The same-sex marriage debate has claimed its first political casualty.
West Australian Labor Senator Joe Bullock told the Senate last night he was quitting over his party’s stance on the issue.
Senator Bullock said he could not continue to back the party after its national conference voted to strongly endorse same-sex marriage – moving from a previous position of allowing each MP to decide his own stance.
“This question has dogged me for six months,” Mr Bullock later told reporters.
“How can I in good conscience recommend to the people that they vote for a party which is determined to deny its parliamentarians a conscience vote on the homosexual marriage question?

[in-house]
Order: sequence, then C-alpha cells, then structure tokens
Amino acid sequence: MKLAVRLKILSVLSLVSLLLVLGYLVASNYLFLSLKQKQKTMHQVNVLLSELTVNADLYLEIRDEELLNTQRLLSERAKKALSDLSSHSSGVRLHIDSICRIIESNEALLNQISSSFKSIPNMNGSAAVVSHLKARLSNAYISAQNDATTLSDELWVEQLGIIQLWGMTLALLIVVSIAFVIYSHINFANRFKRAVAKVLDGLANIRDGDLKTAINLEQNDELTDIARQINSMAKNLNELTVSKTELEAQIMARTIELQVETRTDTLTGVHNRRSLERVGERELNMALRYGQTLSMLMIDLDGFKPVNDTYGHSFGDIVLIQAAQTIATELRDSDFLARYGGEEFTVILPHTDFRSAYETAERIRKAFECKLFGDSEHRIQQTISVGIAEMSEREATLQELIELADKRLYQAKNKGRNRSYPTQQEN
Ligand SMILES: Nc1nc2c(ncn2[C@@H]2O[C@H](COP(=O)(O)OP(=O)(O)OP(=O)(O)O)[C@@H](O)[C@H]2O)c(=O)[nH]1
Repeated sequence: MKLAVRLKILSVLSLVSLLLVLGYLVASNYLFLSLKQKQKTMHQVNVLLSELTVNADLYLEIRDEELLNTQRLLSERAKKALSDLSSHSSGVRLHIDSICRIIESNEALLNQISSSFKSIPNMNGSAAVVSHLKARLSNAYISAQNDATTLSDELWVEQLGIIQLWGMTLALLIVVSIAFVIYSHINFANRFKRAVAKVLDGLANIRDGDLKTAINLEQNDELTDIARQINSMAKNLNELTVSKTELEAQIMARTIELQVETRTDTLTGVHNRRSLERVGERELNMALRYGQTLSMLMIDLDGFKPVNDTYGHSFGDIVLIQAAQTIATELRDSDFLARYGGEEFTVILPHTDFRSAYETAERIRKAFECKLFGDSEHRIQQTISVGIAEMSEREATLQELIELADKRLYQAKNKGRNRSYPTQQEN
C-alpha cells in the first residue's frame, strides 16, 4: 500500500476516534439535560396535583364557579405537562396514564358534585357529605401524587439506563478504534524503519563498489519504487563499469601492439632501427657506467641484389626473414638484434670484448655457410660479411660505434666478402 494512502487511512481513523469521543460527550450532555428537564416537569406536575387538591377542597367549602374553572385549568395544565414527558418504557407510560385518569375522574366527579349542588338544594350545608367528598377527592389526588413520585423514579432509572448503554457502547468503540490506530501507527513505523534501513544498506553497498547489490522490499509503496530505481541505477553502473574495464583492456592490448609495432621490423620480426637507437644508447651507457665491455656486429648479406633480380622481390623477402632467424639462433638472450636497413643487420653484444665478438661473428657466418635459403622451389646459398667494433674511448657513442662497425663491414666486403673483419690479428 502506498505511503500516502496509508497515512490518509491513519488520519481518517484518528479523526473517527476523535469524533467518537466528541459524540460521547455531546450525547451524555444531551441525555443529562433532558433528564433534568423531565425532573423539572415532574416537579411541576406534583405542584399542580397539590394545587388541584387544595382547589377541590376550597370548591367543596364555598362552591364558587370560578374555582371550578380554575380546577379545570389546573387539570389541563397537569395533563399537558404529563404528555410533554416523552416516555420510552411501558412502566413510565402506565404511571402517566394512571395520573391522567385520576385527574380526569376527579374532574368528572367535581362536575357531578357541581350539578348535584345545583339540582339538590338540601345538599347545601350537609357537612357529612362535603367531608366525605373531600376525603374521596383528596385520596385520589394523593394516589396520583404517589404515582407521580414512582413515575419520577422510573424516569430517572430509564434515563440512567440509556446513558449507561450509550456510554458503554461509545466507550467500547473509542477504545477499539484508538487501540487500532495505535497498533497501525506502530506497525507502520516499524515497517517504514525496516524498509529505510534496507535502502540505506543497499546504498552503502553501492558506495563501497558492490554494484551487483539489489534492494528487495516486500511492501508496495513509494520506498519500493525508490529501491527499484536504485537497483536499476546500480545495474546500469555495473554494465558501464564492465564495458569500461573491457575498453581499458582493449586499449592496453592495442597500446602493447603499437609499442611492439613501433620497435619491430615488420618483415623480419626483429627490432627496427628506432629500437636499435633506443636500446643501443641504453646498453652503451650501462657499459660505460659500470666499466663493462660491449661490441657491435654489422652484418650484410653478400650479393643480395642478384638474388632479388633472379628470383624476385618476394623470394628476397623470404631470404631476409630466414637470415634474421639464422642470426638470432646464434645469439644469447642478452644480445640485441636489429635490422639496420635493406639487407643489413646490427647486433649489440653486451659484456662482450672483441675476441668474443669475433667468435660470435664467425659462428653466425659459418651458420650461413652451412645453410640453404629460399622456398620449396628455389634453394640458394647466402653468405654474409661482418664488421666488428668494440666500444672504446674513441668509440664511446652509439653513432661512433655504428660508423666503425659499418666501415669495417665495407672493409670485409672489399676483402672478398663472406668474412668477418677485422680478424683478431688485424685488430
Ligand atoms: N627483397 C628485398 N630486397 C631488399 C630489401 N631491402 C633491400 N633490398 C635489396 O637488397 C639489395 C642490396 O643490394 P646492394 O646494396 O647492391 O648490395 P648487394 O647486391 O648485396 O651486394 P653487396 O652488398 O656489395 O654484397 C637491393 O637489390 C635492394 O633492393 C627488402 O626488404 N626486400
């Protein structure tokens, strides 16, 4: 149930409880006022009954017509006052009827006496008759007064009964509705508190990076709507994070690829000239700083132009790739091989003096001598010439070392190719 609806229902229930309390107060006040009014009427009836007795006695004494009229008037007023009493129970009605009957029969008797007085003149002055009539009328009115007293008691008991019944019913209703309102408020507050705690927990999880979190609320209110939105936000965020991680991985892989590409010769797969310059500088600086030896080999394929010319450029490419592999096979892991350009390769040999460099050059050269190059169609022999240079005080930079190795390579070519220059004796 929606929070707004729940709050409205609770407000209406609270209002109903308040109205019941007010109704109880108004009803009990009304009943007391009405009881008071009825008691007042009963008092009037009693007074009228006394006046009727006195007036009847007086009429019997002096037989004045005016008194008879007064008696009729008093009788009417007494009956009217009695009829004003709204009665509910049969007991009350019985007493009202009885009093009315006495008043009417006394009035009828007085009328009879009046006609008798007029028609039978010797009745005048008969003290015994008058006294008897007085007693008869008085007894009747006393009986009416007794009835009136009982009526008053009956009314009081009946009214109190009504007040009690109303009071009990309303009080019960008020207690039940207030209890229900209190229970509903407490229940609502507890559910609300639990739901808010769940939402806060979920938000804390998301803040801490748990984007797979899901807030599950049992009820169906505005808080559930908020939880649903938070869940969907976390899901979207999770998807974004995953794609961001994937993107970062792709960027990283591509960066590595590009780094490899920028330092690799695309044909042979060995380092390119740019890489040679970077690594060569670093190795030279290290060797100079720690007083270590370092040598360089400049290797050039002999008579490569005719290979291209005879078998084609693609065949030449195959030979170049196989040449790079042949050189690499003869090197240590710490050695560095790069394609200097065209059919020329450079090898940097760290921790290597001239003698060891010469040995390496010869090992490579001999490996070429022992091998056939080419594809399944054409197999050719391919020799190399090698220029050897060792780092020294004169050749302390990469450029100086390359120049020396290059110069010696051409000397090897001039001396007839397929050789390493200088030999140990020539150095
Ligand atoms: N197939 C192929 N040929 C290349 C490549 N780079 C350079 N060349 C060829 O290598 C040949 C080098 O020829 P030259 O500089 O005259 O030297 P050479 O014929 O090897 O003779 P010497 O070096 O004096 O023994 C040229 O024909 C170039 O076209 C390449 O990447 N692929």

“The simple answer is that I can’t. I cannot do that, given I think it is wrong. If the job requires that you do something you think is wrong, the honourable thing to do is resign,” he said.
Opposition Leader Bill Shorten told the Sydney Morning Herald that Mr Bullock was a man of deeply held faith and convictions and had always held to his views.
“I don’t agree with his views on a number of issues – including marriage equality – but I respect his right to hold those opinions,” he said.
“I respect the decision he’s made to step down tonight, knowing it’s come after a long period of consideration.”
Mr Bullock will leave the Senate on March 17.